Let's recap really quickly: The bill becomes a public document, and is available for everyone to read. Yet for several days or weeks, the minister who was in charge of seeing it drafted won't speak about it publicly.

This might seem like a small thing, but let's see how it played out this week.


On Monday, a piece of legislation called the Personal Services Act got first reading in the House.

On Tuesday, the legislation was tabled, and we in the media learned it was regulating tattoo, piercing and tanning shops. When the law comes into effect, youths under 19-years-old won't be allowed to use indoor tanning facilities, and youths under 16 won't be allowed to get tattoos or piercings without parental consent.

This is a significant new bit of public policy. It's newsworthy.

Needless to say, I straightened my bow tie and got straight to work.

After contacting the communications folks in the Department of Health, I was told that Health Minister Susan Sullivan - the minister introducing the legislation - would not talk to me or anybody else about it until the day of second reading.

No problem.

NDP Leader Lorraine Michael was happy to talk to me about it. So was Liberal MHA Andrew Parsons. They both had intelligent comments about making sure tattoo and piercing parlours are clean and hygienic. They both had insightful things to say about the health risks posed by skin cancer, and the risks posed by indoor tanning.

My story ran on the front page of Wednesday's paper; Sullivan was not quoted.

I didn't hear it personally, but I understand that VOCM reporter Danielle Baron also broadcast something about the tattoo and tanning legislation. She didn't quote Sullivan either.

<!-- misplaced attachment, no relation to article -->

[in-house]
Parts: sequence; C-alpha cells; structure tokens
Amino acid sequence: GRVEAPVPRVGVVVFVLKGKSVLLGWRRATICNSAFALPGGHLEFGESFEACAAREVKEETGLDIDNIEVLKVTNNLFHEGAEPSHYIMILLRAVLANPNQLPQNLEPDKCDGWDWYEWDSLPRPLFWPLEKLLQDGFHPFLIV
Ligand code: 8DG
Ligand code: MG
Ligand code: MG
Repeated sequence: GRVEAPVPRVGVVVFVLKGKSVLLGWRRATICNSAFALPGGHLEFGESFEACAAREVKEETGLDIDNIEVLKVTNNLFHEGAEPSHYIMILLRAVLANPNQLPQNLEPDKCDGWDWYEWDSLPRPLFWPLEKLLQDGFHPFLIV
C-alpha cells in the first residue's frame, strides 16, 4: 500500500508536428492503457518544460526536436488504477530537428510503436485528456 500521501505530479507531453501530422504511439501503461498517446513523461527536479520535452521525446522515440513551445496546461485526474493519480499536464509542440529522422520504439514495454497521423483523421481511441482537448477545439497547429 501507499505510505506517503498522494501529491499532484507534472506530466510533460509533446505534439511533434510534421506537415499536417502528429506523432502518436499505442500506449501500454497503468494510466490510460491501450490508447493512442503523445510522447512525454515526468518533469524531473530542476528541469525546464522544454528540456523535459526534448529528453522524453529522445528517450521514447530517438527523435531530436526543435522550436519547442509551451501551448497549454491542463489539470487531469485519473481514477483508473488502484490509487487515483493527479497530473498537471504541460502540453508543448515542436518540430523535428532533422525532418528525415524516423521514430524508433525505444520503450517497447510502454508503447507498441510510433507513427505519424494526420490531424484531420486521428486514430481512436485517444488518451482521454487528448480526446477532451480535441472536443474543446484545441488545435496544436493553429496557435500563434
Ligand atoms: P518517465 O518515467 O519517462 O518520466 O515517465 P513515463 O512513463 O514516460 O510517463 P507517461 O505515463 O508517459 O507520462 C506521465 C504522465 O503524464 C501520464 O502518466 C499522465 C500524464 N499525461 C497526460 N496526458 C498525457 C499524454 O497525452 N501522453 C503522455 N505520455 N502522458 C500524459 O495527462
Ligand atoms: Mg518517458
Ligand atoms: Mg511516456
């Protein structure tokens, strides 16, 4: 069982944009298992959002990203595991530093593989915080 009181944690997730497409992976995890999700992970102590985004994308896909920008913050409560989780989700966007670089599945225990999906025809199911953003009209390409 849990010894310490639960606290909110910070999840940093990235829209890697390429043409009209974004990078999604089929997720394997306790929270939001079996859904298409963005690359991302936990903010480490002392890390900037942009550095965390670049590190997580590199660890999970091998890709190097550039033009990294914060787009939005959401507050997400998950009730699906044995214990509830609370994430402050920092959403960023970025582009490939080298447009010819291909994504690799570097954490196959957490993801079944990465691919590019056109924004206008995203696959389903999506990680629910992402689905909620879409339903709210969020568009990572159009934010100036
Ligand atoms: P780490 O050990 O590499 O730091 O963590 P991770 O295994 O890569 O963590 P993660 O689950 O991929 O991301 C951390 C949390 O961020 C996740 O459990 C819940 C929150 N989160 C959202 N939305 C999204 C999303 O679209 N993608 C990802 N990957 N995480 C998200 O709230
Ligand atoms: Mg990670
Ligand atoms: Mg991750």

On Wednesday, CBC reporter Lee Pitts had a story on the supper hour newscast, which involved a substantial investigation into the issue of underage tanning - the exact thing that the legislation was set to address. Pitts noted that there was legislation before the House which would regulate tanning salons, but he didn't get an interview with Sullivan either.

On Thursday morning, Sullivan held a news conference, where she was flanked by advocates for tattoo, piercing and tanning regulation. She explained the legislation to reporters, and answered questions about it.

Thursday afternoon, the Personal Services Act got second reading in the legislature

The thing is, by the time Sullivan held her news conference on Thursday, the legislation was old news.

In Friday's paper, the story quoting Sullivan is on page three. My story on the same legislation quoting the Liberals and NDP on Wednesday went on page one.

It's also worth noting that a month ago, The Telegram's bodacious business reporter, Dan MacEachern, wanted to do a story on regulating tanning salons. The legislation was clearly already in the works, but Sullivan refused to speak to him about it.

In Saturday's paper, just before the legislation was introduced to the House, our audacious arts reporter Tara Bradbury had a story about people in the tattoo industry asking the government for more regulation. Bradbury's interview request to Sullivan was also turned down.